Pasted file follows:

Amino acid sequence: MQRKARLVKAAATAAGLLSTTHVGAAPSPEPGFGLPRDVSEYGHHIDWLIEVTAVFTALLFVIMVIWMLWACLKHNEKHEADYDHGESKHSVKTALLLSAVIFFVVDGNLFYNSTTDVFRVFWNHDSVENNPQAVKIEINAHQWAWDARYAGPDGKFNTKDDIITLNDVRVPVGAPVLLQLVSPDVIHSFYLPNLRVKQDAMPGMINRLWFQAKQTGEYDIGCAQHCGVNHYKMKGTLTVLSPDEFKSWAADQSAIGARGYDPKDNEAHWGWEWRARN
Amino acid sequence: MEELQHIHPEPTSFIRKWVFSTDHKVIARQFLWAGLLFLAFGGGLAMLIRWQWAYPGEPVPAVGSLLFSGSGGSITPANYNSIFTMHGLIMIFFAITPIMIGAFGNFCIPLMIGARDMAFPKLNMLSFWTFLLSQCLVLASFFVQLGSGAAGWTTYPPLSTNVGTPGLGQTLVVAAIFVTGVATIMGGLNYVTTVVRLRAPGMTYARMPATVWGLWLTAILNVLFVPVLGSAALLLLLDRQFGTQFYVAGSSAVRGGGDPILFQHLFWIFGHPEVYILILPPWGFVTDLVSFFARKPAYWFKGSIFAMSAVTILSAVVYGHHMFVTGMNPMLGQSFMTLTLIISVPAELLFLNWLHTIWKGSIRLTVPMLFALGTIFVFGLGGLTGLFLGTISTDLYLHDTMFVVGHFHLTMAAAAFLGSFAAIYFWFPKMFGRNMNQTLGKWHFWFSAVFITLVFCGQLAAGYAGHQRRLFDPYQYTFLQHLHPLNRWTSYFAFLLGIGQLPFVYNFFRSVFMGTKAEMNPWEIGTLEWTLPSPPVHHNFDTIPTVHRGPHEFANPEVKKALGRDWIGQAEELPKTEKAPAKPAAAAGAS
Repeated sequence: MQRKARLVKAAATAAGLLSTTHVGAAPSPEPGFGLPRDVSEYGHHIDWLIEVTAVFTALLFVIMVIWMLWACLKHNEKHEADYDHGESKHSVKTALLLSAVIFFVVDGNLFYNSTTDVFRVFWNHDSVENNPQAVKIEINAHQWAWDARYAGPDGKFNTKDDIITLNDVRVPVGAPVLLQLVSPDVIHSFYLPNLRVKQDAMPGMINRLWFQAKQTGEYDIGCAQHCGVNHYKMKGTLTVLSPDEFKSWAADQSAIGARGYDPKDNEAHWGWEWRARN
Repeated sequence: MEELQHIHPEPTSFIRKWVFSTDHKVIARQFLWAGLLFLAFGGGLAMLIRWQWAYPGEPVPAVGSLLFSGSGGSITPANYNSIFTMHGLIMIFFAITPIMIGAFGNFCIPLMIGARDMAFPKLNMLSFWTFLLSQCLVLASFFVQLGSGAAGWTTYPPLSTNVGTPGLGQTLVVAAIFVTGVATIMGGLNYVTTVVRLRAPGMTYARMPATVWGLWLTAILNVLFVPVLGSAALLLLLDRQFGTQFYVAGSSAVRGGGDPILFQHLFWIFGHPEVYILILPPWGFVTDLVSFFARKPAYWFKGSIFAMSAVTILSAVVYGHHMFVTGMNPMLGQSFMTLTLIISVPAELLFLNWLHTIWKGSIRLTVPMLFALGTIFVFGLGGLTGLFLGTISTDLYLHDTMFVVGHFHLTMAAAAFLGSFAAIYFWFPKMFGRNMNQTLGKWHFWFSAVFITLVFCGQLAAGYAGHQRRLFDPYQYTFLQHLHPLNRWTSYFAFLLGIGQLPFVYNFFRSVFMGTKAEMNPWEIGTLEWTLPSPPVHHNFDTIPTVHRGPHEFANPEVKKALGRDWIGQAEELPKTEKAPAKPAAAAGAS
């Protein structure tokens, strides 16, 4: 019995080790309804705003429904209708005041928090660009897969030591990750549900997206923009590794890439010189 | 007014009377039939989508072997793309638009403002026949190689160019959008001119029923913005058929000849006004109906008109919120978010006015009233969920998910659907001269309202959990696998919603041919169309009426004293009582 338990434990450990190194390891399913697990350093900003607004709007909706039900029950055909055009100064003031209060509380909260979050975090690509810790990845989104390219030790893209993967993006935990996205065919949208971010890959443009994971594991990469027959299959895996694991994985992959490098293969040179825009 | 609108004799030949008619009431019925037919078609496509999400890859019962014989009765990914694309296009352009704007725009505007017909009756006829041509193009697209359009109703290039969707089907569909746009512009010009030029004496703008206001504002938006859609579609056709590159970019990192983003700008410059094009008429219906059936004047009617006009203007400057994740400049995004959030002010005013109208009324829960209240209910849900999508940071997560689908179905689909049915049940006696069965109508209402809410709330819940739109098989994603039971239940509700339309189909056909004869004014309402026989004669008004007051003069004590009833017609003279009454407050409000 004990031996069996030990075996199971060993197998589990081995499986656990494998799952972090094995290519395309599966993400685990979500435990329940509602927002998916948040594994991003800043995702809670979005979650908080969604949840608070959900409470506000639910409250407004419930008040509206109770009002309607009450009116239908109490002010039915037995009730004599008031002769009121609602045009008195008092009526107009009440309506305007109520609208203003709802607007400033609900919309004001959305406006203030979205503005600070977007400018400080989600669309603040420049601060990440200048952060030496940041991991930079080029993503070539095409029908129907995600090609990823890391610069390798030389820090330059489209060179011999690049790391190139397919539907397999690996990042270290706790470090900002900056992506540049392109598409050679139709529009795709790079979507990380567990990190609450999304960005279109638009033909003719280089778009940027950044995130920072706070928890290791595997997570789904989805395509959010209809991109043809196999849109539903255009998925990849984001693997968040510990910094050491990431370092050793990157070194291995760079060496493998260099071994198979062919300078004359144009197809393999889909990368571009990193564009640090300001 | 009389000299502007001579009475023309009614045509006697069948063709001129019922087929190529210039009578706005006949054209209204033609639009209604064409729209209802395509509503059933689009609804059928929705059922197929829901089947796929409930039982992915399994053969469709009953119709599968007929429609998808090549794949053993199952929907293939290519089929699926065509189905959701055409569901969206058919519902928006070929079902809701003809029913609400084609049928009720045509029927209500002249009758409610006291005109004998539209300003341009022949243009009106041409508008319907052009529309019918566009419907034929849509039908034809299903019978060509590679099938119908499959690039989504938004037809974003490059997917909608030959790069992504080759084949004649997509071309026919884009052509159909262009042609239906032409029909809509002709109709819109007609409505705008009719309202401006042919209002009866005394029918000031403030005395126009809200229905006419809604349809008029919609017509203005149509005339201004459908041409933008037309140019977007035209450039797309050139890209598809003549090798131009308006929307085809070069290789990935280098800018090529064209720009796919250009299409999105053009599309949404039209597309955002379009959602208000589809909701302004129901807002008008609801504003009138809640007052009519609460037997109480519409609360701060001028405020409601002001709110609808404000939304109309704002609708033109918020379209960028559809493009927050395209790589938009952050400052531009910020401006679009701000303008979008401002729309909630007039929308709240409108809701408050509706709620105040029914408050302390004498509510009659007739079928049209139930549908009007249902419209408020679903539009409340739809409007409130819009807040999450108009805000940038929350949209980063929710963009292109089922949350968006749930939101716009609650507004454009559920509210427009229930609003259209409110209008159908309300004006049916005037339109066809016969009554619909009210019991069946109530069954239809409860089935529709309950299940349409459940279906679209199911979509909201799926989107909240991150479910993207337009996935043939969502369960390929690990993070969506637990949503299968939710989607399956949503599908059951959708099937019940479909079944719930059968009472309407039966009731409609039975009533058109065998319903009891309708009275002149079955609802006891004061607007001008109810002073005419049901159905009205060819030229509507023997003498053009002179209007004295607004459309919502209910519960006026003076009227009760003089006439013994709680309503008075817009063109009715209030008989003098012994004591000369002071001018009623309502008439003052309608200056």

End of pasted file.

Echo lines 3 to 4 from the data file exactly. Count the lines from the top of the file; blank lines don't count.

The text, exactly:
Repeated sequence: MQRKARLVKAAATAAGLLSTTHVGAAPSPEPGFGLPRDVSEYGHHIDWLIEVTAVFTALLFVIMVIWMLWACLKHNEKHEADYDHGESKHSVKTALLLSAVIFFVVDGNLFYNSTTDVFRVFWNHDSVENNPQAVKIEINAHQWAWDARYAGPDGKFNTKDDIITLNDVRVPVGAPVLLQLVSPDVIHSFYLPNLRVKQDAMPGMINRLWFQAKQTGEYDIGCAQHCGVNHYKMKGTLTVLSPDEFKSWAADQSAIGARGYDPKDNEAHWGWEWRARN
Repeated sequence: MEELQHIHPEPTSFIRKWVFSTDHKVIARQFLWAGLLFLAFGGGLAMLIRWQWAYPGEPVPAVGSLLFSGSGGSITPANYNSIFTMHGLIMIFFAITPIMIGAFGNFCIPLMIGARDMAFPKLNMLSFWTFLLSQCLVLASFFVQLGSGAAGWTTYPPLSTNVGTPGLGQTLVVAAIFVTGVATIMGGLNYVTTVVRLRAPGMTYARMPATVWGLWLTAILNVLFVPVLGSAALLLLLDRQFGTQFYVAGSSAVRGGGDPILFQHLFWIFGHPEVYILILPPWGFVTDLVSFFARKPAYWFKGSIFAMSAVTILSAVVYGHHMFVTGMNPMLGQSFMTLTLIISVPAELLFLNWLHTIWKGSIRLTVPMLFALGTIFVFGLGGLTGLFLGTISTDLYLHDTMFVVGHFHLTMAAAAFLGSFAAIYFWFPKMFGRNMNQTLGKWHFWFSAVFITLVFCGQLAAGYAGHQRRLFDPYQYTFLQHLHPLNRWTSYFAFLLGIGQLPFVYNFFRSVFMGTKAEMNPWEIGTLEWTLPSPPVHHNFDTIPTVHRGPHEFANPEVKKALGRDWIGQAEELPKTEKAPAKPAAAAGAS